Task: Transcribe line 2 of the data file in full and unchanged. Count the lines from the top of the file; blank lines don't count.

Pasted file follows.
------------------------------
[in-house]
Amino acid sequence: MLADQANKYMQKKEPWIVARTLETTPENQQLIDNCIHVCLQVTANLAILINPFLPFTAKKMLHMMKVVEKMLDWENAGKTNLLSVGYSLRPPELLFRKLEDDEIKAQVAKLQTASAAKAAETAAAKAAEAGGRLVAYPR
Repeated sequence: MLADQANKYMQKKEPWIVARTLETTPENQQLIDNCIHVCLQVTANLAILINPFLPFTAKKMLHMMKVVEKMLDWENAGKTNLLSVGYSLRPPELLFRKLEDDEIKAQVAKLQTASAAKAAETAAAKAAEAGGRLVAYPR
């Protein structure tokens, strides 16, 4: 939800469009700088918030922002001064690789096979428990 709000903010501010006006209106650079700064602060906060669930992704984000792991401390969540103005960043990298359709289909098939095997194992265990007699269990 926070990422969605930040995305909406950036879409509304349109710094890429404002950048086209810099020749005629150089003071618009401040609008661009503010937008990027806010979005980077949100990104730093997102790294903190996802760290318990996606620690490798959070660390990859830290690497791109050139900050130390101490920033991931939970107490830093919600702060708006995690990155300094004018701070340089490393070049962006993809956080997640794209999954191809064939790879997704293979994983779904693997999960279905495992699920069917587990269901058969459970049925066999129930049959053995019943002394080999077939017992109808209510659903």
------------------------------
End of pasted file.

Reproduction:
Amino acid sequence: MLADQANKYMQKKEPWIVARTLETTPENQQLIDNCIHVCLQVTANLAILINPFLPFTAKKMLHMMKVVEKMLDWENAGKTNLLSVGYSLRPPELLFRKLEDDEIKAQVAKLQTASAAKAAETAAAKAAEAGGRLVAYPR